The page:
american English global English

Dudes and dudettes, it’s American-English month!

Over here! Right over here in the red, white and blue … eyes off the ball for a minute! It’s American-English month, yeeha! We suggest that for the month of July you set your, of course, bookmarked/tabbed/favourited to ‘American English‘ and practise pronouncing words in Am rather than Br … obviously, unless you do that already … which you may do … do you?

I hate to go on about it, but when I taught English in Taiwan (please don’t yawn, it’s rude in any accent) I was required to teach in an American accent. Now, if you are familiar with the South African accent you may be able to overlay it with an American one and then play the mangled result forward in your head. I wager that there is now a small but entertaining community of South Africans strewn across the planet who have weird American twangs that jump out exclusively with words like bath (go on and follow through on the link and check the pronunciation, work with me) and data and who say gas for petrol and awesome for … rather quite good. I am not sure whether teaching in an American accent is still a requirement in Taiwan, but it was always strange when nipping over to Hong Kong, to hear the adopted British accent that was/is used when locals speak English there. So I wonder what your preference is (I mean if you are not either a British or American citizen). What is it and why do you choose it? I do realise there is politics and history that comes in to play here, but for the moment I am wondering about your personal preference.

I once shared an office with two Britons and an American. We all started work at more or less the same time and were all just getting to know each other. One day my new American friend took me aside and said: ‘Do you understand what those two are saying when they speak?’ ‘Yes,’ I replied. ‘But maybe that’s because I am more used to the British accent.’ ‘No,’ he said, ‘It’s not their accent it’s that they don’t seem to say what they mean.’ Now I am not sure that this is the case in general, but I know that there are some cultural differences that are reflected in the different ways that Americans and British people use English and that sometimes they can seem like two different languages. Would make for an interesting discussion this month I think. But play nice, mate. Take it easy, dude!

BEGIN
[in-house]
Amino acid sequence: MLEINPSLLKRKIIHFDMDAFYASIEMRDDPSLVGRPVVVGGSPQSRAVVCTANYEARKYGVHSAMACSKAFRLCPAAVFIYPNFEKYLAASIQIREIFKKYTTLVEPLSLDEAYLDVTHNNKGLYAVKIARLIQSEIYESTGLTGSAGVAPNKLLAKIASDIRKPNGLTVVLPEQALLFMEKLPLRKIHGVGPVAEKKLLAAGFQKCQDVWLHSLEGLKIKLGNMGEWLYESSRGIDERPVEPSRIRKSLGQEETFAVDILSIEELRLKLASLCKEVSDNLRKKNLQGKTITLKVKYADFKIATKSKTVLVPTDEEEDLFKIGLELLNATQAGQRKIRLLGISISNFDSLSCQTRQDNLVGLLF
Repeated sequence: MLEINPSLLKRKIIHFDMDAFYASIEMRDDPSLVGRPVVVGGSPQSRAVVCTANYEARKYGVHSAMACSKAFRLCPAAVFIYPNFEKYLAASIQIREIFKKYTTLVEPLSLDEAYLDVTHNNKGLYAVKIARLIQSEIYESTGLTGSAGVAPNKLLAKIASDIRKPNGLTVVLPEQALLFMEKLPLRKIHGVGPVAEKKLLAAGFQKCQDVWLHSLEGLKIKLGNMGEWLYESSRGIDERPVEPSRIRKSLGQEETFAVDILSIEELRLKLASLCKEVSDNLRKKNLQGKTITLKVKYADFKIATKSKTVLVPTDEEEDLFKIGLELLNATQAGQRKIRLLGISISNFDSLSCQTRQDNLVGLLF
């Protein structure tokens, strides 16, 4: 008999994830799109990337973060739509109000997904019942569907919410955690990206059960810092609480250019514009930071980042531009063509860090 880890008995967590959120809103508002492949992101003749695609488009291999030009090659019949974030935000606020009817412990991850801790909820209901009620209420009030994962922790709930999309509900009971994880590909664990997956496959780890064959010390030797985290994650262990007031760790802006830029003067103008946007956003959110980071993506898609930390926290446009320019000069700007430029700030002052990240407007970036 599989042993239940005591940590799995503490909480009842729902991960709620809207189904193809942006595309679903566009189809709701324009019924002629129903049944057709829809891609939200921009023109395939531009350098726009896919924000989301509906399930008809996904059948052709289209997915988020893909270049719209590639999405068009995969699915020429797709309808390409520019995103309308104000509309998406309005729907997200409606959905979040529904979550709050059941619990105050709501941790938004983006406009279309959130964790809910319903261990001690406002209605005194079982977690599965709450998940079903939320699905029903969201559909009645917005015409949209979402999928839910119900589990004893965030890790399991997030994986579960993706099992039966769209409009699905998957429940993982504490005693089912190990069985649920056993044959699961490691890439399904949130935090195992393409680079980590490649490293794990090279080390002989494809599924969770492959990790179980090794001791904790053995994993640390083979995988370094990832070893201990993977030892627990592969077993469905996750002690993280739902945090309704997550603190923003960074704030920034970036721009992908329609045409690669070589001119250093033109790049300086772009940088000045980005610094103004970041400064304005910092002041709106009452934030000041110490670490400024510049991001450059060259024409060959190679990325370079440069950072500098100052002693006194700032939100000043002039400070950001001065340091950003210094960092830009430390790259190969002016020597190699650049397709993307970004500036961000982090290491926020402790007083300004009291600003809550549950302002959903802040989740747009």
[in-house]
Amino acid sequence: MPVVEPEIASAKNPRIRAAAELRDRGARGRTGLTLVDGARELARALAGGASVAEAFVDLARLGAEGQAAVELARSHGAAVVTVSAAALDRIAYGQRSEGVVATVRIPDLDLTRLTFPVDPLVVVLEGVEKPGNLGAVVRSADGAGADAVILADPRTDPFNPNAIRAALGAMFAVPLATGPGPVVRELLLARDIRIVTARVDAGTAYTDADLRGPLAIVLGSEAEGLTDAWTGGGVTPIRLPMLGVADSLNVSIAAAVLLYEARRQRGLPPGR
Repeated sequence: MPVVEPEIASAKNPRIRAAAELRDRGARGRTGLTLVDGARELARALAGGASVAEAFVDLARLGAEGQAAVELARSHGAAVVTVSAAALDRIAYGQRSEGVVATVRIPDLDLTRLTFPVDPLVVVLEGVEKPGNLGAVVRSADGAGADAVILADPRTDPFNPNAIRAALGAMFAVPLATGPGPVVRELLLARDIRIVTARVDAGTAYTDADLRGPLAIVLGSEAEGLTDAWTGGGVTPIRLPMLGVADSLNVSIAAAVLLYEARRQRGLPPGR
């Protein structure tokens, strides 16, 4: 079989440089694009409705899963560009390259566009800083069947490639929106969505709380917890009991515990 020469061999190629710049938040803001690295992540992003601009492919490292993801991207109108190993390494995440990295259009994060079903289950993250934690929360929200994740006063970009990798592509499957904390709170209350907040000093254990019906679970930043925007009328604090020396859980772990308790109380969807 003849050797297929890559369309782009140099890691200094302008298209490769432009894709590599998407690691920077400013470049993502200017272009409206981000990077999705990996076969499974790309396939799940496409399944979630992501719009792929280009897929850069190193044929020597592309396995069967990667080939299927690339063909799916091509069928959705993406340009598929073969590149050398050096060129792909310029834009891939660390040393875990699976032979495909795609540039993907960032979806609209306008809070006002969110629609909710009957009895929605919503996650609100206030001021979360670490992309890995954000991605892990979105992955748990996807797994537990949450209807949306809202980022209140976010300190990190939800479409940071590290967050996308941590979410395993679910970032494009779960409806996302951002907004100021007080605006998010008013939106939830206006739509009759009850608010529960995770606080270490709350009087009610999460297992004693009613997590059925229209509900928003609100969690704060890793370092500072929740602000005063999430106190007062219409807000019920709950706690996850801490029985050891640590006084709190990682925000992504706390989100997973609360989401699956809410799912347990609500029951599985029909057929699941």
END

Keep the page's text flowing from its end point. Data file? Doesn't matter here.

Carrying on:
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Laine Redpath Cole


  • Not only is the 4th of July coming up but it’s American English month as well. Can’t wait!.
    I loved your Taiwan teaching story, and as for the one about your British and American colleagues – well – you have described my world. Ha!
    I’m a Brit and it’s unmistakable in my accent. After more than a decade living in the US, my attempts at a ‘merican accent still sound woefully phoney. To avoid embarrassment, I don’t try it too often, but there are times when my back is up against a wall. For example:
    1. In class
    Sometimes one of those pesky words comes up that sounds very different.
    (can’t, advertisement, aluminum/aluminium etc.) So I’ll give it a whirl, providing the classroom door is closed so none of my American colleagues can hear me of course- don’t want to encourage too much hilarity.
    2. Machines
    There’s no getting round it when you’re talking to a machine. If I call Sears and the automated answering service asks ‘Which department do you want?’, ‘fridges’ just won’t get me there. It’s time to disengage British brain, engage ‘merican and roll out ‘rrefrigerrratorrrs’.
    Here’s a lady I’d love to have classes from.

  • […] So anyway, I chuckled when I read Laine Cole’s anecdote over at the Macmillan Dictionary Blog (where they have just started running an American English month – very exciting!) She has illustrated it perfectly. Laine grew up in South Africa and her story goes thus: I once shared an office with two Britons and an American. We all started work at more or less the sa… […]

  • Please don’t ignore the differing dialects we Americans speak. Born in the Northeast near New York, now living in the deep South near Atlanta, I sometimes wonder if we speak the same language that was once the “Mother Tongue.”

  • Well, I hope y’all had a great 4th of July! 😉
    Vicki, I really relate to your machine conversations. As a throwback to my American-English teaching days, when I am talking to my children and am trying to enunciate clearly in order to teach them a new word or to make myself understood, I tend to do the rolling rrrrs and the American-accented vowels. As a result my children have truly bizarre accents that involve the flat South African ‘o’, the English dropped ‘t’ and the rolling American r.
    Gill, I’m aware that there must be differing dialects (lots of them) but am not familiar enough with American people/culture/English to write about them … would be a great post to have though. Anybody?

  • um…Am I the only one who’s going to comment on the fact that in AmE, women are “dudettes” not “dudettas”? I’m from New York City by the way.

  • Hi Amy! Laine’s on holiday this week so I’m responding on her behalf. Thanks very much for the correction – I think Laine was referring back to her Russian post from a month or so ago in this post title 🙂 (I’ve made the correction so as not to confuse…)

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